This is of great significance because health commodities, procurement and supply chain costs account for 62% of total NFM2 and NFM3 grants. Despite the implementation of a commodity ordering management system (COMS), OIG found that inadequate controls remain across the supply chain at all levels, including weak information technology controls. If not addressed, OIG considers that these could increase the risk of loss and diversion of Global Fund commodities, and compromise grant achievements.
The weak information technology (IT) controls in the Nigeria Health Logistics Management Information System (NHLMIS) and the WMS used by the two contracted third-party logistic (3PL) companies include:
- Inconsistent facility and commodity master data between the company engaged to manage the storage and distribution of malaria and HIV commodities on behalf of PRs (Chemonics) and the 3PL WMS.
- The COMS implemented by Chemonics lacks an order validation mechanism and reconciliations are not performed on COMS and WMS data.
- The expiry alert functionality on the two 3PL WMS has not been enabled. Additionally, commodities’ expiry dates are not always entered into the systems upon receipt at warehouses.
- There is no comprehensive back-up procedure to validate the restoration of data. Product codes, names and units of commodities are not consistent across COMS and the two WMS, and there are no controls to flag duplications in the WMS at the Lagos and Abuja warehouses.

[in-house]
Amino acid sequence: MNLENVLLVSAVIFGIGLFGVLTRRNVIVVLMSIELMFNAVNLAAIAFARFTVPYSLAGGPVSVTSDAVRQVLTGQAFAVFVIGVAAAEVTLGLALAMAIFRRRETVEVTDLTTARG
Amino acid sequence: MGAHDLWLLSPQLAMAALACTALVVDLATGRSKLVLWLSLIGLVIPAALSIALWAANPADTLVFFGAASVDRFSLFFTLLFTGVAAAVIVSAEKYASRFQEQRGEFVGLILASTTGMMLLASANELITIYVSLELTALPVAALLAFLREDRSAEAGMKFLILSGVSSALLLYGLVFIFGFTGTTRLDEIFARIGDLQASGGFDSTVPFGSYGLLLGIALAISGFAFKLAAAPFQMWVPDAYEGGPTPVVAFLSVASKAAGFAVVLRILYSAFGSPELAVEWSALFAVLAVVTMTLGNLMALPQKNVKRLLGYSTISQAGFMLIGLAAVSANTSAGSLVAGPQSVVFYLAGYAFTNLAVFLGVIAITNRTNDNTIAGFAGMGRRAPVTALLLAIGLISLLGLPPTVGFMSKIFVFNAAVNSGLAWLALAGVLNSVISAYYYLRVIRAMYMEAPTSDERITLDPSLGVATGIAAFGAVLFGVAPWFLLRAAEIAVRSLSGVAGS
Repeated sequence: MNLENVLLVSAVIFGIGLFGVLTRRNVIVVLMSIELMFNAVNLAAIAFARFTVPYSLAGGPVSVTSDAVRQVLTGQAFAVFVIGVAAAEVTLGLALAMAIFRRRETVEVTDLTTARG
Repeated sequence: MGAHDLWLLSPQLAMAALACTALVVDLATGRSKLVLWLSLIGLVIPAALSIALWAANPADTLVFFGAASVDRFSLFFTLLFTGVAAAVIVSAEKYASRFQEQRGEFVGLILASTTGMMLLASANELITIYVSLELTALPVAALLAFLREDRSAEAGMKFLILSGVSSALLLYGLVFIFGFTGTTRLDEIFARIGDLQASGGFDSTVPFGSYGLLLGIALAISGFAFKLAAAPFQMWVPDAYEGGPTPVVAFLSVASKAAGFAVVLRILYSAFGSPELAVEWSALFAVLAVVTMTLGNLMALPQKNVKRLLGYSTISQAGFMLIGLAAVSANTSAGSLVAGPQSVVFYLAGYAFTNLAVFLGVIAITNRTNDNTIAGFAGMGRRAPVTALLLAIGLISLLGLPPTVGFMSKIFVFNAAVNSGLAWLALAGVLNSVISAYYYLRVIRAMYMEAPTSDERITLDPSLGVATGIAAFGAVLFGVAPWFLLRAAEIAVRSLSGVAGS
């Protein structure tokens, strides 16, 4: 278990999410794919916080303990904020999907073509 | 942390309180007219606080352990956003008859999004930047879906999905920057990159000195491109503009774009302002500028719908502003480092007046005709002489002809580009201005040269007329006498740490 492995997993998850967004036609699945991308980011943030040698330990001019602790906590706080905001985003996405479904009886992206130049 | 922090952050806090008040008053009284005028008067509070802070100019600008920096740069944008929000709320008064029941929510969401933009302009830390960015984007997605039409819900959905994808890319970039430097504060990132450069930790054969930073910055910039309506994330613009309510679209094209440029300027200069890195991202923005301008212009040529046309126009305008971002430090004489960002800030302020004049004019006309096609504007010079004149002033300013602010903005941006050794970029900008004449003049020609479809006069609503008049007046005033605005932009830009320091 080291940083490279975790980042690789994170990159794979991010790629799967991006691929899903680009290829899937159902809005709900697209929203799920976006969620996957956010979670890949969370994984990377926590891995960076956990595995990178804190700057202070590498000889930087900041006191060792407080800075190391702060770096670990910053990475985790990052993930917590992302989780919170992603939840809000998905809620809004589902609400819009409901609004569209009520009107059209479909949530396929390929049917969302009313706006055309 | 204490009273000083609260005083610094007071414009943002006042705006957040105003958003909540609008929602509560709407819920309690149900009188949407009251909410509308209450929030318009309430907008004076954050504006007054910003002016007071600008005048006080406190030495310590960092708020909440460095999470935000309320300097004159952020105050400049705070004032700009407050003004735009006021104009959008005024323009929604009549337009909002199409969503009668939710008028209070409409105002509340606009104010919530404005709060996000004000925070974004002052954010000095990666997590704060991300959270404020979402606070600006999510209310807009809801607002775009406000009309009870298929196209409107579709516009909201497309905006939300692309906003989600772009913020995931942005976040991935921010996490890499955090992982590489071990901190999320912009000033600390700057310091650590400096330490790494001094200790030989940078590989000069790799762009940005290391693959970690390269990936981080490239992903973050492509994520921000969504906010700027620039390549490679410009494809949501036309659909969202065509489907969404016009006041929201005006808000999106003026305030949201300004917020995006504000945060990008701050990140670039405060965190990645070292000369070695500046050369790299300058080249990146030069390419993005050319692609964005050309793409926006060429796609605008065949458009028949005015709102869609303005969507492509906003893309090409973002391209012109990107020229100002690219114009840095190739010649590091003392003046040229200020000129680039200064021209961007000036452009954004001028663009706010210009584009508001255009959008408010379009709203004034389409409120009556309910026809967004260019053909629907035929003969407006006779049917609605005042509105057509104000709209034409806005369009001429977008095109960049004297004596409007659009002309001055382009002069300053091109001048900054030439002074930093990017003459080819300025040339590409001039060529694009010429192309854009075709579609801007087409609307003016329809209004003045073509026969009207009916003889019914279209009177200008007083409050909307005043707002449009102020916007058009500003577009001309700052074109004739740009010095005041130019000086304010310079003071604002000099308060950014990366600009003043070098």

The audit also noted weak controls in the NHLMIS. Some of its modules, including pipeline information and electronic proof of delivery, are not functional.
Several aspects of the sub-optimal oversight of storage and distribution of commodities were noted. Key reconciliations to ensure inventory accuracy are not performed. For example, there is no reconciliation between warehouse and health facility level data and ineffective controls allow unexplained adjustments in the warehouse management systems. Unexplained differences had been flagged by the PR during service level agreements reviews but this was not effectively followed up on or resolved by Chemonics.
Significant gaps in Chemonics’ oversight and monitoring of 3PL during distribution of commodities were noted. Ineffective IT controls and weak oversight by Chemonics contributed to the following significant variances:
- Quantities received through the Global Fund’s Pooled Procurement Mechanism (PPM) delivery reports differ from those recorded in the stock reports in both central warehouses.
- Differences between the opening and closing stock balances of monthly stock reports at the two central warehouse; for example, there were differences of 4.2 million artemisinin-based combination therapy (ACT) blisters (worth $2.5 million) and two million malaria rapid diagnostic tests (RDTs) (worth $413,000) between December 2019 closing stock balance and the January 2020 opening stock balance.
- Differences between the stock issued by the warehouses and those recorded by the health facilities in the NHLMIS: for example, WMS reported that seven million Global Fund-supported Determine tests were issued, but NHLMIS recorded 3.8 million tests as received by health facilities.
The OIG concluded that, because of these control gaps, and in the absence of adequate inventory movement documentation, there is limited assurance over Global Fund-funded commodities, both at central and lower levels.
The second finding is the weaknesses in the management of C19RM funds, including low utilization of funds and non-compliance with procurement guidelines and supply chain controls. Various factors contributed to delays, such that, at the end of the C19RM 2020 implementation period (June 2021), Nigeria had only spent 50% of the $11.7 million approved grant flexibilities funds and 57% of the C19RM funds of $59.7 million received in 2020.